The best SiO2 NRs@ Au NPs SERS substrate fabricated by sputtering Au for 240 s on vertical nanorods was measured with BPE solution. On the SERS spectra of BPE in the concentrations of 1 × 10−6, 1 × 10−7, 1 × 10−8, and 1 × 10−9 M in Fig. 2c, the characteristic peaks could be recognized. The LOD for BPE could reach 1 × 10−9 M, and the enhancement factor was estimated as about 108, which demonstrated the optimized SERS substrate was quite effective. The effectiveness should be attributed to abundant Au nanoparticles adhering on the whole nanorods, as the TEM photo (Fig. 3c) and HRTEM photo (Fig. 3d) showed.

The optimized SiO2@Au SERS substrate was then applied to detect trace monochlorobiphenyl. Firstly, SERS spectra of 1 × 10−5, 5 × 10−6, and 1 × 10−6 M 4-CB were measured. In Fig. 4a, characteristic peaks at 760, 1000, 1090, and 1274 cm−1 were assigned to ring deformation, ring trigonal breathing, C-Cl stretching, and C-C bridge-stretching mode, respectively [32, 33], could be observed. The LOD of 1 × 10−6 M obtained without the assistance of surface modification was actually satisfactory [32, 34].

Fig. 4
figure 4

a SERS spectra of 1 × 10−5, 5 × 10−5, and 1 × 10−6 M 4-CB measured with the substrate fabricated by sputtering Au for 240 s on SiO2 nanorods. b SERS spectra of 1 × 10−4 M 4-CB repeatedly detected and washed. c PCA score plot of SERS spectra of 4-CB repeatedly detected and washed. d SERS spectra of 1 × 10−4 M 2-CB, 3-CB, and 4-CB repeatedly detected and washed. All of the spectra were average data of spectra measured on three positions randomly selected on each SERS substrate

Moreover, the SiO2@Au SERS substrate was used repeatedly to detect trace monochlorobiphenyl. The characteristic peaks of 4-CB detected with an as-deposited SERS substrate in Fig. 4b were significantly stronger than the ones detected after the SERS substrate washed by acetone. However, it is nice to see that the Raman signal intensity kept nearly constant for the following several times of re-detection. Besides, there was almost no characteristic peaks of 4-CB after the SERS substrate was washed, which showed that the substrate could be cleaned easily, benefiting from the weak forces between the CB molecules and the Au nanoparticles rather than the strong van der Waals force caused by surface modification molecules. With the chemometrics method of PCA, the reusability of the SERS substrate was analyzed quantitatively. Employing the spectra of 4-CB measured at the first time and the as-deposited SERS substrate as the calibration data, a PCA model was established and the score plot of principal component 1 (PC1) and PC2 was exhibited in Fig. 4c. Judging from the variance contribution, PC1 has already reflected most information of the spectra differences. Therefore, the reusing effect could be represented by the rate of PC1 score change which should be calculated through dividing the PC1 score difference between the re-detected and the as-deposited substrate spectra by the difference between the firstly detected and the as-deposited substrate spectra. As Table 1 shows, the 4-CB re-detection and cleaning effect of the SERS substrate are both satisfactory.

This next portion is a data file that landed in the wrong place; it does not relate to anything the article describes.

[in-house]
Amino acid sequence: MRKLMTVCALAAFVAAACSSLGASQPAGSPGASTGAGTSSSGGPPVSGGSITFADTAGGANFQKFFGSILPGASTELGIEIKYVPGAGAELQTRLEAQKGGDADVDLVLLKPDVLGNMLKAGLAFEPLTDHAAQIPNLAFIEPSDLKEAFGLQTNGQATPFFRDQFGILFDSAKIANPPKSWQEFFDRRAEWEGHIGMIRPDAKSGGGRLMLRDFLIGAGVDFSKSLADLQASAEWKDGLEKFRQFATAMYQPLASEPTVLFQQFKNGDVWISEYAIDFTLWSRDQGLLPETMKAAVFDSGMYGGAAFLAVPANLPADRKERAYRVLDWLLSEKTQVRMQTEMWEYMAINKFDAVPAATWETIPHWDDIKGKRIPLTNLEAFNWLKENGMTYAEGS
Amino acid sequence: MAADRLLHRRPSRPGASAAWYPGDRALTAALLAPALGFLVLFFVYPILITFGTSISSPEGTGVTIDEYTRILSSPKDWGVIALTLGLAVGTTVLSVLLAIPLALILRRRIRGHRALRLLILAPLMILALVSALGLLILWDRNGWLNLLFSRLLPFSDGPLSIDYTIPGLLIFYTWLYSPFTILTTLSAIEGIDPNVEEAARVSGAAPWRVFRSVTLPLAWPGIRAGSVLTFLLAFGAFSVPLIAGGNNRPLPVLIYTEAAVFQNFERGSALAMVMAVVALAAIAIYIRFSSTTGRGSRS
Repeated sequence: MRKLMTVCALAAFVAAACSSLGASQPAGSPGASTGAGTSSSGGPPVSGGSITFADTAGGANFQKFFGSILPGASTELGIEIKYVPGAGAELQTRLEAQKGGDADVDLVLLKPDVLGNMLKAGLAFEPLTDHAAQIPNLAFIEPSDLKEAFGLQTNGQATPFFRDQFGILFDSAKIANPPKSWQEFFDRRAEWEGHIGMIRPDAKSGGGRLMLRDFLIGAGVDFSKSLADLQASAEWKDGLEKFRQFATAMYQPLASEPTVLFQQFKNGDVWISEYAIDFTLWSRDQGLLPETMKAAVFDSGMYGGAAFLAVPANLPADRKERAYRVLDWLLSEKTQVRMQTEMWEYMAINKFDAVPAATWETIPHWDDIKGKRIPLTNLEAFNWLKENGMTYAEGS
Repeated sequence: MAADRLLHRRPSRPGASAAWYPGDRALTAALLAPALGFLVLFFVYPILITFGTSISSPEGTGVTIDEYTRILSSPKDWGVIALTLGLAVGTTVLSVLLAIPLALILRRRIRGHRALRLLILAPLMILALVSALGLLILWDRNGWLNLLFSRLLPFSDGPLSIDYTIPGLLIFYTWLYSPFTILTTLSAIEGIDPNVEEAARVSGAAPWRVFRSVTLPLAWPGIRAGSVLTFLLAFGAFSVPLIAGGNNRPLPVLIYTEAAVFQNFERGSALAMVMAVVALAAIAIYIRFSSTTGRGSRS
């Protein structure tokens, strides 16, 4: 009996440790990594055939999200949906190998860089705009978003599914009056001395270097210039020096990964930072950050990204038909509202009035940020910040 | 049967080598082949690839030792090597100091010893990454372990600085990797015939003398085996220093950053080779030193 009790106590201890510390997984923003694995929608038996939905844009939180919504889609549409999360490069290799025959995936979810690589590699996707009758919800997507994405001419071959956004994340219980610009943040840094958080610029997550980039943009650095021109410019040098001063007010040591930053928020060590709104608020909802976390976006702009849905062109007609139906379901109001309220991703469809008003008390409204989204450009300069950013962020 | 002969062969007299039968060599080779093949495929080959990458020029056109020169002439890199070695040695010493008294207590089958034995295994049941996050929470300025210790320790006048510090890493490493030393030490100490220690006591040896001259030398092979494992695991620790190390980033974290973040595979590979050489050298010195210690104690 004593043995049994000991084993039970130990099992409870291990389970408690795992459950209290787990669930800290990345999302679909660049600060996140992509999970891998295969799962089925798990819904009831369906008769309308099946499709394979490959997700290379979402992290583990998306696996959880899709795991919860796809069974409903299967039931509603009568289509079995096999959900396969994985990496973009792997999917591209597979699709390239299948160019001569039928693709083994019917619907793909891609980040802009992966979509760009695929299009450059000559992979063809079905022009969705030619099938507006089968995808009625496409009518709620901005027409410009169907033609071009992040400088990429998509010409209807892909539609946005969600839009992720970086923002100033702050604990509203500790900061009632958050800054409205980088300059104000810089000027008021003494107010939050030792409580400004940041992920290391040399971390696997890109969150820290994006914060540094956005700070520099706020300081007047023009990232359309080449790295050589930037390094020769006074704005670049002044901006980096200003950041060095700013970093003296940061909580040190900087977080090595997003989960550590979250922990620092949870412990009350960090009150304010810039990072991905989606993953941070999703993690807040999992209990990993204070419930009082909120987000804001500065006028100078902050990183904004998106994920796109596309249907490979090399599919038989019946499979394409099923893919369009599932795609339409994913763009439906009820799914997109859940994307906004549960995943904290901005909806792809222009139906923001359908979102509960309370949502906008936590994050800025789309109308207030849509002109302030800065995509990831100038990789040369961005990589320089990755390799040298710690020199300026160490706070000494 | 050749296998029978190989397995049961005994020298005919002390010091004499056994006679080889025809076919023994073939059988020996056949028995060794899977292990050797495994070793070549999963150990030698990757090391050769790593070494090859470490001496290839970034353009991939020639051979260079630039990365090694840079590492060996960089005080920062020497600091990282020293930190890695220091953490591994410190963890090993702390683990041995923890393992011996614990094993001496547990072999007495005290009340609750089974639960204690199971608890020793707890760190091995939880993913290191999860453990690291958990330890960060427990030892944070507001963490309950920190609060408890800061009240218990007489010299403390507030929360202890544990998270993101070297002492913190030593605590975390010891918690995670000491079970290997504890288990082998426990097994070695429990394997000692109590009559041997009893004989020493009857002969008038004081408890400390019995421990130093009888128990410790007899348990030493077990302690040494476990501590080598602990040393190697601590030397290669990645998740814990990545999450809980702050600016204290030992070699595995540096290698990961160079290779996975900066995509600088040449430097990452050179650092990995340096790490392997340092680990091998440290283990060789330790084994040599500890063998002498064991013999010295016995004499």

Table 1 Rate of PC1 score change of 4-CB re-detection spectra and acetone-washed SERS substrate spectra

Furthermore, the SERS substrate was applied to re-detect different congeners of monochlorobiphenyl. Observing from Fig. 4d, CB molecules could be washed away nearly completely, and other kinds of CB molecules could be detected even if the SERS substrate had been used several times. These spectra indicated that analytes of different chemical structures could also be detected with the reused substrate, without interference by other kinds of analytes, which widened the application range of the reusable SERS substrate.


In this research, the SiO2 NRs@ Au NPs SERS substrate was designed and optimized by adjusting the morphology of nanorods and nanoparticles. Resultingly, the SERS substrate performed an enhancement factor of about 108, and its LOD for 4-CB could reach 1 × 10−6 M, due to the great amount of “hot spots” and its directly contacting analytes. This kind of SERS substrate fabricated completely with physical methods could be reused to detect trace CB molecules of the same or different chemical structures, through easy cleaning treatments, because of its weak adsorption for CB compared to the stronger interaction existing on the surface modified substrates. By PCA method, the re-detection and cleaning effect of the SERS substrate was characterized quantitatively, and the performance of the substrate was quite excellent.